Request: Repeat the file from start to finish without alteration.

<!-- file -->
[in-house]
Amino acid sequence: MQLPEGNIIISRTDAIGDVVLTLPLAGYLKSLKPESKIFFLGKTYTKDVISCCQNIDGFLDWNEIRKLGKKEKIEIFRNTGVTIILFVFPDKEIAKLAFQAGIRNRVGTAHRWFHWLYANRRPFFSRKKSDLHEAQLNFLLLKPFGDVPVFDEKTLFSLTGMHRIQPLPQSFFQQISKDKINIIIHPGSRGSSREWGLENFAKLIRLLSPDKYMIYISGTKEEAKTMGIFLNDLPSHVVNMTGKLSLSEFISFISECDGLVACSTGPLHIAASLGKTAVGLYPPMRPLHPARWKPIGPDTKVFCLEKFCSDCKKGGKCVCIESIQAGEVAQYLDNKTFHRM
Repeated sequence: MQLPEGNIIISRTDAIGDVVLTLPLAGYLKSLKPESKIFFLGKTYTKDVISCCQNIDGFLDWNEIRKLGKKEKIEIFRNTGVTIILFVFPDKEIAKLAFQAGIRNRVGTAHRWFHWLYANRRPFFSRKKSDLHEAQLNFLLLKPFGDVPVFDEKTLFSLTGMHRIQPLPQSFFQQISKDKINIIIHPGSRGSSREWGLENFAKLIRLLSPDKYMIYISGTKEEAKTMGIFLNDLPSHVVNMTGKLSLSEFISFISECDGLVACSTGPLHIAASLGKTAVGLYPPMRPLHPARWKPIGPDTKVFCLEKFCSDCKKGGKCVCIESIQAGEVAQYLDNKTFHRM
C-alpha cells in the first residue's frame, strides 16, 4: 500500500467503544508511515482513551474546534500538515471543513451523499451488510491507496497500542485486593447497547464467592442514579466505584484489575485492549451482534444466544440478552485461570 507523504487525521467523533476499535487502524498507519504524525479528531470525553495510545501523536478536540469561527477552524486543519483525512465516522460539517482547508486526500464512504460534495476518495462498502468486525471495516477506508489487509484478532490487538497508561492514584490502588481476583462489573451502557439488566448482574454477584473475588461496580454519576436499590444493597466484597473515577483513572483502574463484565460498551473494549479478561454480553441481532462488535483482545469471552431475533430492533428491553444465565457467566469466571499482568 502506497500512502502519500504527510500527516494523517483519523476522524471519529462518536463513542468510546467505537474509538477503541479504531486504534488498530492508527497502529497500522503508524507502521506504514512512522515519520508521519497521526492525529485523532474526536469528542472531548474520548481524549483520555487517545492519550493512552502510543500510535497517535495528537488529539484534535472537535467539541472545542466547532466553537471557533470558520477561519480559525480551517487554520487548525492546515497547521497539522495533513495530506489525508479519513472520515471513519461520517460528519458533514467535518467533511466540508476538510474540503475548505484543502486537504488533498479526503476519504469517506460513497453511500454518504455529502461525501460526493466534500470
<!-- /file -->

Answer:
[in-house]
Amino acid sequence: MQLPEGNIIISRTDAIGDVVLTLPLAGYLKSLKPESKIFFLGKTYTKDVISCCQNIDGFLDWNEIRKLGKKEKIEIFRNTGVTIILFVFPDKEIAKLAFQAGIRNRVGTAHRWFHWLYANRRPFFSRKKSDLHEAQLNFLLLKPFGDVPVFDEKTLFSLTGMHRIQPLPQSFFQQISKDKINIIIHPGSRGSSREWGLENFAKLIRLLSPDKYMIYISGTKEEAKTMGIFLNDLPSHVVNMTGKLSLSEFISFISECDGLVACSTGPLHIAASLGKTAVGLYPPMRPLHPARWKPIGPDTKVFCLEKFCSDCKKGGKCVCIESIQAGEVAQYLDNKTFHRM
Repeated sequence: MQLPEGNIIISRTDAIGDVVLTLPLAGYLKSLKPESKIFFLGKTYTKDVISCCQNIDGFLDWNEIRKLGKKEKIEIFRNTGVTIILFVFPDKEIAKLAFQAGIRNRVGTAHRWFHWLYANRRPFFSRKKSDLHEAQLNFLLLKPFGDVPVFDEKTLFSLTGMHRIQPLPQSFFQQISKDKINIIIHPGSRGSSREWGLENFAKLIRLLSPDKYMIYISGTKEEAKTMGIFLNDLPSHVVNMTGKLSLSEFISFISECDGLVACSTGPLHIAASLGKTAVGLYPPMRPLHPARWKPIGPDTKVFCLEKFCSDCKKGGKCVCIESIQAGEVAQYLDNKTFHRM
C-alpha cells in the first residue's frame, strides 16, 4: 500500500467503544508511515482513551474546534500538515471543513451523499451488510491507496497500542485486593447497547464467592442514579466505584484489575485492549451482534444466544440478552485461570 507523504487525521467523533476499535487502524498507519504524525479528531470525553495510545501523536478536540469561527477552524486543519483525512465516522460539517482547508486526500464512504460534495476518495462498502468486525471495516477506508489487509484478532490487538497508561492514584490502588481476583462489573451502557439488566448482574454477584473475588461496580454519576436499590444493597466484597473515577483513572483502574463484565460498551473494549479478561454480553441481532462488535483482545469471552431475533430492533428491553444465565457467566469466571499482568 502506497500512502502519500504527510500527516494523517483519523476522524471519529462518536463513542468510546467505537474509538477503541479504531486504534488498530492508527497502529497500522503508524507502521506504514512512522515519520508521519497521526492525529485523532474526536469528542472531548474520548481524549483520555487517545492519550493512552502510543500510535497517535495528537488529539484534535472537535467539541472545542466547532466553537471557533470558520477561519480559525480551517487554520487548525492546515497547521497539522495533513495530506489525508479519513472520515471513519461520517460528519458533514467535518467533511466540508476538510474540503475548505484543502486537504488533498479526503476519504469517506460513497453511500454518504455529502461525501460526493466534500470